By: Jared Bridges, DPT
When it comes to dynamic activity of the body, one of the most important muscles to keep in shape is the gluteus medius. The gluteus medius is a fan shaped muscle that attaches at the top of your hip and inserts to the outside of your femur. The primary purpose of this muscle is to "abduct", or bring the leg out to the side of the body when the knee is straight. However, another purpose of this muscle is to act as a dynamic stabilizer of the hip and, in turn, the entire lower leg while walking. When this muscle does not function properly, it may cause a chain of events that lead to lower leg pain and dysfunction.
A kinetic chain refers to several structures of the body working together to perform an action. For instance, in this case we will be referring to the kinetic chain from the hip to the ankle and how those muscles and joints function in order to allow us to walk normally. As you walk you may notice that with each step you swing your arm in an alternating pattern. What you may not notice is the actions of each joint as you take those steps. Of key significance in this situation we will examine the hip. With each step that we take, the hip, or pelvis, rotates forward and backward in an alternating pattern corresponding with the foot that is striking the ground at that time. When the gluteus medius is not strong enough to control your pelvis and keep it level during walking, this may lead to a series of events that can not only cause hip pain, but also back, knee, and ankle pain as well. When this muscle is weak, it can cause your pelvis to "drop" during walking on the opposite side of the hip that is weak.
This dropping of the pelvis is known as the Trendelenburg sign and is one of the diagnostic tools used to assess weakness in the gluteus medius. When the pelvis drops, it causes the knee to rotate inwardly and the ankle to compensate by placing excessive stress of the middle aspect of the foot. You may walk for months or even years with these complications because your body will begin compensating for the dysfunction by creating abnormal movement patterns. These symptoms are often not treated until people start to develop pain, swelling, or discomfort at the back, knee, or ankle.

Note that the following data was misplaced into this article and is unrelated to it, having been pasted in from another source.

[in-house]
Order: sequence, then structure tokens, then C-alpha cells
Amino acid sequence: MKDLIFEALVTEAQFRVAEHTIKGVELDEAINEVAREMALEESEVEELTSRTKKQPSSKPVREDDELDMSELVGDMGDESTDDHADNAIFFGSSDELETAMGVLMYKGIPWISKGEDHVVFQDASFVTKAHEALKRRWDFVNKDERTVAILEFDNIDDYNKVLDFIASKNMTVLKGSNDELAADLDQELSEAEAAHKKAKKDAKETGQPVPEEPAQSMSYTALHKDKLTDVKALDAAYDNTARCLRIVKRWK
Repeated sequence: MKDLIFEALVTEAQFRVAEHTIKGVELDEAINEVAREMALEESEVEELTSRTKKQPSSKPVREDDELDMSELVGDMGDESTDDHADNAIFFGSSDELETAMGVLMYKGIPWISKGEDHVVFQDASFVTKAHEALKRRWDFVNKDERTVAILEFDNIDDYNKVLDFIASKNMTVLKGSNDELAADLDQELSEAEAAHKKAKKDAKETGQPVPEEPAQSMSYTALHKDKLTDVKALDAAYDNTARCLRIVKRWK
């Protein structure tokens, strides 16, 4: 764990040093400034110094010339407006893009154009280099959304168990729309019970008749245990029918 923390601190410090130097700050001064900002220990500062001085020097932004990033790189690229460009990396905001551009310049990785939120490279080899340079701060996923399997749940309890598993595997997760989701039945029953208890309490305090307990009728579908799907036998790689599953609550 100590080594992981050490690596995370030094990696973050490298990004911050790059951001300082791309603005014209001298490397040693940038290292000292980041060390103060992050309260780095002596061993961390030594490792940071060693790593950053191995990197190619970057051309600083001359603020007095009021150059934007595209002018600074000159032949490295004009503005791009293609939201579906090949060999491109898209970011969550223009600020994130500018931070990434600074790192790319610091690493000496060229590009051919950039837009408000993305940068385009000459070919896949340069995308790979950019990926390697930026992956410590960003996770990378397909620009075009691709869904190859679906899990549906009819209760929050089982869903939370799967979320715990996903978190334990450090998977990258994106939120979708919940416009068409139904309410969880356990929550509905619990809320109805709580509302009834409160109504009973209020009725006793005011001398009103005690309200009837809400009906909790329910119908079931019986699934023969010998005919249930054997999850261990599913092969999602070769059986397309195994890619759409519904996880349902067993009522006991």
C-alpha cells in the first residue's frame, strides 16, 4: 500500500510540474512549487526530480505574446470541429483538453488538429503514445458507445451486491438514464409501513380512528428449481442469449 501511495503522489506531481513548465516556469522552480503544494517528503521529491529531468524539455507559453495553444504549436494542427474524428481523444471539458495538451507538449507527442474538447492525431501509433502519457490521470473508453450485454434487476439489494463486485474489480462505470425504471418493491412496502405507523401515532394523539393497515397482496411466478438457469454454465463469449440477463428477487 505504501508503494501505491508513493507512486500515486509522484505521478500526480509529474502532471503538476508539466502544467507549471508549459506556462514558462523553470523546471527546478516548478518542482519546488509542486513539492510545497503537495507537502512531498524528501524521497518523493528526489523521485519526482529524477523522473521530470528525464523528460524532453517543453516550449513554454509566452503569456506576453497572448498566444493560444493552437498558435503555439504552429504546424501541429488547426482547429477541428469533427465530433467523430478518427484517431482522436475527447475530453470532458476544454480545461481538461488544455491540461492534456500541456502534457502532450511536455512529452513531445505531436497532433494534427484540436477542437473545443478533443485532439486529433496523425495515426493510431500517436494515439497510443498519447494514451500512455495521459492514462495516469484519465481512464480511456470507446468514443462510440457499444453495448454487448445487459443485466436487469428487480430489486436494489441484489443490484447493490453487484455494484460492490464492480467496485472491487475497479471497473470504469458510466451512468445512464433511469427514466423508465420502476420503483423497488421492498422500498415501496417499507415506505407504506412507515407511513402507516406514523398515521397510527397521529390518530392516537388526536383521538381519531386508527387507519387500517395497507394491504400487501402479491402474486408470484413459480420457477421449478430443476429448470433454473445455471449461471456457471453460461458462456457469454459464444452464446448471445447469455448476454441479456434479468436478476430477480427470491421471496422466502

This situation is often overlooked in several common conditions of the lower extremities. Several such conditions include: shin splints, Achilles tendonitis, plantar fasciitis, and even tarsal tunnel syndrome. Common generalized treatments for some of these conditions include strengthening of the gluteus medius, specific training for decreased compensation during walking, and pain management techniques to facilitate proper healing of the painful area.
With that being said, not all of these conditions are caused by gluteus medius weakness, which is why a proper evaluation from a skilled Physical Therapist may be necessary to determine the exact nature and cause of the musculoskeletal pain. During this evaluation, the physical therapist will compile a list of impairments in order to develop an individualized treatment plan that is specific to each patient, and will enable them to return to their best potential.
So if you or someone you know would like to know more about physical therapy options for a variety of conditions, seek the consultation of a physical therapist at one of our five locations or see your physician for a referral to one of our facilities. For further information on this or other related topics you can contact Richard A. Owens, PT, MS, OCS, Cert. SHT, CWcHP, Cert DN (Surfside) (843) 831-0163, Richard DeFalco, DPT, OCS, CSCS, CWcHP, Cert. DN (Myrtle Beach) (843) 839-1300, Jared Bridges, DPT ( Surfside), Jill Phelan, DPT (Conway) (843) 733- 3031 and (Murrells Inlet) (843) 314-3224 or Brian P. Kinmartin, PT, DPT, MTC, OCS, STC, CWcHP, Cert. DN (Pawley's Island) (843) 235-0200 or visit our website at www.prsrehabservices.com where you can learn more about the company and even download a referral form for your physician to fill out. You can also call and schedule a free 15-minute consultation!